What does it all boil down to, for you, in organisations?

Benjamin P. Taylor
4 min readOct 3, 2023

I’m interested in the systems thinking | complexity | cybernetics field because I’m always looking for ‘the simplicity on the other side of complexity’.

What’s simple for one person, of course, is complex for another. So there’s no ‘golden bullet’.

But there are some things that are elegant, that can be held easily in the head and generate adaptive, dynamic responses to a lot of different contexts. Surprisingly many of them come down to simple boxes on a page.

For example, ‘ways in to partnership’ gives a nice simple guide to assess whether your joint working has a chance. It’s easy to see which column you’re in, and which you should be in. And, much more than that, if you can spend most time in the middle box, all manner of issues (governance, pooling resources, share of outcomes, clashes of leaders) stand a chance of being resolved. So it’s a simple tool, that potentially enables a lot of progress.

Some of my other favourites:

- the left hand column exercise — a way to surface thinking and emotions and have more productive conversations

- seven ways to save and improve — a tool to really think through possibilities in service organisations

- the three box model for clarity — works for programmes, strategy, tasks, and roles

- CPORT task clarity

  • context
  • purpose
  • outcome
  • resources
  • time

- the four dynamics for a robust, adaptive system

- the core, gut, moral emotions

- the five core practices for leadership

- the five worlds model

- the Viable Systems Model (seven parts interacting — people find this complex, but it turns out it takes eleven steps to wash your hands properly, so…)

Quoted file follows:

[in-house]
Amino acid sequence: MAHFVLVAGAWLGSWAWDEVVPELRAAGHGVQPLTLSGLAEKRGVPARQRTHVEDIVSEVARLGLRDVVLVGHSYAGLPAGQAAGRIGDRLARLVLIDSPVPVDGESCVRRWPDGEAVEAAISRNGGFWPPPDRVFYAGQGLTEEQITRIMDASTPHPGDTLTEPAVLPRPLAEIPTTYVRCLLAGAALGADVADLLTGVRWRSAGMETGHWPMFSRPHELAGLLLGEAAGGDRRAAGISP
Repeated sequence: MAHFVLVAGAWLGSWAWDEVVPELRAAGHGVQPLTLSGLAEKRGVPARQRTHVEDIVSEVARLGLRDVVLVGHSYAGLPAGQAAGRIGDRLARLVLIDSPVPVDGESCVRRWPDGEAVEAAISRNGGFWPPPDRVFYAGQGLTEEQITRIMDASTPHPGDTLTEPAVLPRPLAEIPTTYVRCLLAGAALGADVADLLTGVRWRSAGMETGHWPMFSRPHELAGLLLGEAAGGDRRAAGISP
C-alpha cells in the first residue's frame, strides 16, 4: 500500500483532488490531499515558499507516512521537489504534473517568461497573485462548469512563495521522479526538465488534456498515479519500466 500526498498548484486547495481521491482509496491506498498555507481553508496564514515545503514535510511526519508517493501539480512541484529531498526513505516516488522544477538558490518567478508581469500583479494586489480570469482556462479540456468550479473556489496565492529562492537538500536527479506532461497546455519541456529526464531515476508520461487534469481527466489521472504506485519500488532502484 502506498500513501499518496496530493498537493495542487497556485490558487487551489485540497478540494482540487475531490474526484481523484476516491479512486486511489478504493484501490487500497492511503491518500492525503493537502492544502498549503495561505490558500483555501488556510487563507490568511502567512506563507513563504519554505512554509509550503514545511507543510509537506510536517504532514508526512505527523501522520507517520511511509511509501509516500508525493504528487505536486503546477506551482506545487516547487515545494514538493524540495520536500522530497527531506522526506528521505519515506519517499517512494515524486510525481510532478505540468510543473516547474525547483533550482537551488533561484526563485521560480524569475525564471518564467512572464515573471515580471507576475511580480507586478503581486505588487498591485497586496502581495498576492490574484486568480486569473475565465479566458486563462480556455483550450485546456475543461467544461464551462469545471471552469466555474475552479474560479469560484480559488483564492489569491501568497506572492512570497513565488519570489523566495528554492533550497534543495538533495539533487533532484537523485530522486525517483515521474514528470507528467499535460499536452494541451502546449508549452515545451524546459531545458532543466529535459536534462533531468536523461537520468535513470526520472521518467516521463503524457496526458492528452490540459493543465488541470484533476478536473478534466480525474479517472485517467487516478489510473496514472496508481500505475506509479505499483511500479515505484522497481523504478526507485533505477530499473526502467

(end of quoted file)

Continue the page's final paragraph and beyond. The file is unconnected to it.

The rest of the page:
- four quadrants of thinking threats

- Demand Analysis by core / opportunity / restorative / error and — the four-step cycle from demand to sensemaking to strategy to implementation at the front line (both from Stephen Parry)

- analysis of responsibility / accountability / expertise / work for roles and processes

- six conversations for commitment

- the dynamics of divergence and convergence, and differentiation and integration

- the five spaces of organisational life, their pressures, the human instinctive responses, the familiar disempowering outcomes, and the possibility of better

- the flow and dance of the blue dot

- intervention priority sequencing in development work

- the Immunity to Change framework

- Three Horizons for the future (the Bill Sharpe version)

- the five critical project drivers

Vision and benefits clearly identified and kept in focus. On time and on budget Organisation
Planned and documented, scope realistic, budget and risks managed, properly resourced Engagement
Managing expectations and stakeholders, communications planned and evaluated Alignment
To strategic/corporate goals, interdependencies and third parties managed Motivation
Enjoyable, high performing team, dynamic and allowing the potential for innovation

- three questions for customer value

- seeing commissioning as a system

- ‘seven steps to heaven’ team-building problem-solve

- the VECIT change model

- the OODA loop

These are the basis of what I teach and we share in the RedQuadrant tool shed.

Each of these can be explained — at a useful level — in just a few minutes — and could be a productive lifetime of application.

What are your favourite useful simplifications?